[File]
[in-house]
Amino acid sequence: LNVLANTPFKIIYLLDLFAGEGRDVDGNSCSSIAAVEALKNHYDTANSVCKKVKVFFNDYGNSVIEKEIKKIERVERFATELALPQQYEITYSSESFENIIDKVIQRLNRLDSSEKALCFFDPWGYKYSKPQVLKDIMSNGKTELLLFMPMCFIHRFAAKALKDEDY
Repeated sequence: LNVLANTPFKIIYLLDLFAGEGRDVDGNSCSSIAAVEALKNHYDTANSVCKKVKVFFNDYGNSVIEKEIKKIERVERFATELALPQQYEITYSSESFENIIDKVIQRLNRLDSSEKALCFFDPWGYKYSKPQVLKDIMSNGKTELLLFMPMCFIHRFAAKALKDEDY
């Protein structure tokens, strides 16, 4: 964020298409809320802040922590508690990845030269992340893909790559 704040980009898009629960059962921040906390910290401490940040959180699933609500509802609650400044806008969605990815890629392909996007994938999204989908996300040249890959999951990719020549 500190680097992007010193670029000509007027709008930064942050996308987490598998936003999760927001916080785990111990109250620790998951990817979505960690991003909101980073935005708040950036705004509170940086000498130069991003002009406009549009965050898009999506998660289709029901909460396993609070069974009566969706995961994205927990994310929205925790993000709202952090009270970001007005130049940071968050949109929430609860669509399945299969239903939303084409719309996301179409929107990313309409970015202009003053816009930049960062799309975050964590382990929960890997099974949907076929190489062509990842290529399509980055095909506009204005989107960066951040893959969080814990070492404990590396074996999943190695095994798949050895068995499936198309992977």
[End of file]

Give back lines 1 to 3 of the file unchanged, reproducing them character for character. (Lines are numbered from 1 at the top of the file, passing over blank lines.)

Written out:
[in-house]
Amino acid sequence: LNVLANTPFKIIYLLDLFAGEGRDVDGNSCSSIAAVEALKNHYDTANSVCKKVKVFFNDYGNSVIEKEIKKIERVERFATELALPQQYEITYSSESFENIIDKVIQRLNRLDSSEKALCFFDPWGYKYSKPQVLKDIMSNGKTELLLFMPMCFIHRFAAKALKDEDY
Repeated sequence: LNVLANTPFKIIYLLDLFAGEGRDVDGNSCSSIAAVEALKNHYDTANSVCKKVKVFFNDYGNSVIEKEIKKIERVERFATELALPQQYEITYSSESFENIIDKVIQRLNRLDSSEKALCFFDPWGYKYSKPQVLKDIMSNGKTELLLFMPMCFIHRFAAKALKDEDY